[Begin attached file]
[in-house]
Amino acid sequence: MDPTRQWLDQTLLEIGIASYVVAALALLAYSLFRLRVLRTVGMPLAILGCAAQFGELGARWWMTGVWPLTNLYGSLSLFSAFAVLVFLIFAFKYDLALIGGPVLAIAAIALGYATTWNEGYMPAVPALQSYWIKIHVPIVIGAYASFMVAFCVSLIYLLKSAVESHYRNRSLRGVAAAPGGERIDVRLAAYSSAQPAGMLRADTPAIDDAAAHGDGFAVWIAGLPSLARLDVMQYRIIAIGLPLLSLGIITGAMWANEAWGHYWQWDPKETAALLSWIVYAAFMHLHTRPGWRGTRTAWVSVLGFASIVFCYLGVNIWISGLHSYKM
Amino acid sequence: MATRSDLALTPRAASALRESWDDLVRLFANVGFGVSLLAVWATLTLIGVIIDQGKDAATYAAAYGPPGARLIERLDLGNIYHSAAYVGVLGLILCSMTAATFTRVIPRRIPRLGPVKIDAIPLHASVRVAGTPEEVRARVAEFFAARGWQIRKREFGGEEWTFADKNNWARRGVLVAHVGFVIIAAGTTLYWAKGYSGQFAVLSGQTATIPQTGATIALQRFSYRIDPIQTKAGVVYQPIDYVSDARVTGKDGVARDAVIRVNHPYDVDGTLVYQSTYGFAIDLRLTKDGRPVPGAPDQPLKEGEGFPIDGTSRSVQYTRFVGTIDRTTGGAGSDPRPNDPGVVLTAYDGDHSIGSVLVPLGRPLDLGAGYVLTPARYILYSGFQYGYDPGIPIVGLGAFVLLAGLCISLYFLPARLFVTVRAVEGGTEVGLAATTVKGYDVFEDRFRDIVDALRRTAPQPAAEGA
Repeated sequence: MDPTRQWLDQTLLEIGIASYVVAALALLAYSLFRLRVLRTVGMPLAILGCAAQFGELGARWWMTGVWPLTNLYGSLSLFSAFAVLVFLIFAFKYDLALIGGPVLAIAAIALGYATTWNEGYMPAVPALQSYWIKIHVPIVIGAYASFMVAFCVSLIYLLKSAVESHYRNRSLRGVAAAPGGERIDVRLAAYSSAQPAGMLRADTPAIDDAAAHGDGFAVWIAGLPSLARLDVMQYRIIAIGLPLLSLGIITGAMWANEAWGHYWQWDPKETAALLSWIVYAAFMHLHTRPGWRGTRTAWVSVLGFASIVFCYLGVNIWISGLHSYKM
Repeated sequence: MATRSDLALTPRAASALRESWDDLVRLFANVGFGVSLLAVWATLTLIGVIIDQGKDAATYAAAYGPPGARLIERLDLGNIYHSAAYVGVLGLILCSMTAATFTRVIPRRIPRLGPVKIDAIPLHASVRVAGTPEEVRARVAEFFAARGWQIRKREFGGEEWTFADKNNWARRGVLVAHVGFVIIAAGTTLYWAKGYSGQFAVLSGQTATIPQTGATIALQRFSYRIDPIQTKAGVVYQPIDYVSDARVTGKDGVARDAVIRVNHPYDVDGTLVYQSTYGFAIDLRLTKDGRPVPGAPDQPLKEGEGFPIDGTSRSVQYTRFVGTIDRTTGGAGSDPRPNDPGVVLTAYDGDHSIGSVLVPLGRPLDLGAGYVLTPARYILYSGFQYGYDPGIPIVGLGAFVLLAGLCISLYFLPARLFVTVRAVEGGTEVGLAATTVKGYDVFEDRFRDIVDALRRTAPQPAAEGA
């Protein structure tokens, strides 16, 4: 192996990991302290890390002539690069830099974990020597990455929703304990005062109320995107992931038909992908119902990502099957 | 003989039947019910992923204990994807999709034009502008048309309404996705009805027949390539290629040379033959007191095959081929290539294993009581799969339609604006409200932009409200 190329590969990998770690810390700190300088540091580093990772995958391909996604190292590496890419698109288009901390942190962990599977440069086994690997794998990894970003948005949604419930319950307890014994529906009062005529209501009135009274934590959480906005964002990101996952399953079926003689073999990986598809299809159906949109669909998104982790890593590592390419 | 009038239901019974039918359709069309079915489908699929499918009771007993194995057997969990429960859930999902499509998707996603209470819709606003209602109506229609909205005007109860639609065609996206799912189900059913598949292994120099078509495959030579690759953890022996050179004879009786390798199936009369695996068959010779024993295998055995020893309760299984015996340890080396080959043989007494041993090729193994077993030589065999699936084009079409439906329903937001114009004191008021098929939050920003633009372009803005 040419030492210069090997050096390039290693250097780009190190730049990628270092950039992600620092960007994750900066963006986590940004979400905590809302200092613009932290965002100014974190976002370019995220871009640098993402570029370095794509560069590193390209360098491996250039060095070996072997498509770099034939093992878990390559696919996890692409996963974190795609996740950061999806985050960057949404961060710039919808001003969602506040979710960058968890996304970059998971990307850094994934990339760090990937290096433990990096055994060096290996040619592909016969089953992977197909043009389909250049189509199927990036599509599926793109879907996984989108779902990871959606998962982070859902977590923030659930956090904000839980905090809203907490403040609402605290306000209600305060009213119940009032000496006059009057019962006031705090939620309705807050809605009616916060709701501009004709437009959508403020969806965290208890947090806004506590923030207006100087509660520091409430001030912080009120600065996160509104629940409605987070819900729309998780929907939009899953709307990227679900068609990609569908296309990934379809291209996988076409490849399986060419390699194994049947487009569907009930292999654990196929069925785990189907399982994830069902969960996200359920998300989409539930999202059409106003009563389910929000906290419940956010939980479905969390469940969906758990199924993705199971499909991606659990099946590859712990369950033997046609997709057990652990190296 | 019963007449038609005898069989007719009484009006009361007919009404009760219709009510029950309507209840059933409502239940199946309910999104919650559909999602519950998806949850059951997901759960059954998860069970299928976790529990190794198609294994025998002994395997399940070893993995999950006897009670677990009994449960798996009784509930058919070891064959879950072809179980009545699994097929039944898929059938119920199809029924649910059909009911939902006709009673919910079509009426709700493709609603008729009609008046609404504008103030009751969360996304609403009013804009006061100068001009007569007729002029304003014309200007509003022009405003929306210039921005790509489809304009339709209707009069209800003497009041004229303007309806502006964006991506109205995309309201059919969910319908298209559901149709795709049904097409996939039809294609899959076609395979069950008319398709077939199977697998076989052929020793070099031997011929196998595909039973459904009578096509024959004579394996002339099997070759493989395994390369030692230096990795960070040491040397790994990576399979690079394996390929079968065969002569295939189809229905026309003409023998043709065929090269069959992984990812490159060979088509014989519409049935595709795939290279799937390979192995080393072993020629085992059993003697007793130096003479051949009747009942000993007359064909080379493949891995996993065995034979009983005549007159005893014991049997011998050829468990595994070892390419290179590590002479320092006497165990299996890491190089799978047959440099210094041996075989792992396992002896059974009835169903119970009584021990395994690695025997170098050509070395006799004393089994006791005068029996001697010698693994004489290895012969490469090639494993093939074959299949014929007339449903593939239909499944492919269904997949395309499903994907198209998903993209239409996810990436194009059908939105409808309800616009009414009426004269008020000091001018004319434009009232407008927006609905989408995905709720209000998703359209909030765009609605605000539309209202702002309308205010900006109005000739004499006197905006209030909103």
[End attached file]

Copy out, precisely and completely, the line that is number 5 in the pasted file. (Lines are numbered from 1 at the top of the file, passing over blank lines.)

Repeated sequence: MATRSDLALTPRAASALRESWDDLVRLFANVGFGVSLLAVWATLTLIGVIIDQGKDAATYAAAYGPPGARLIERLDLGNIYHSAAYVGVLGLILCSMTAATFTRVIPRRIPRLGPVKIDAIPLHASVRVAGTPEEVRARVAEFFAARGWQIRKREFGGEEWTFADKNNWARRGVLVAHVGFVIIAAGTTLYWAKGYSGQFAVLSGQTATIPQTGATIALQRFSYRIDPIQTKAGVVYQPIDYVSDARVTGKDGVARDAVIRVNHPYDVDGTLVYQSTYGFAIDLRLTKDGRPVPGAPDQPLKEGEGFPIDGTSRSVQYTRFVGTIDRTTGGAGSDPRPNDPGVVLTAYDGDHSIGSVLVPLGRPLDLGAGYVLTPARYILYSGFQYGYDPGIPIVGLGAFVLLAGLCISLYFLPARLFVTVRAVEGGTEVGLAATTVKGYDVFEDRFRDIVDALRRTAPQPAAEGA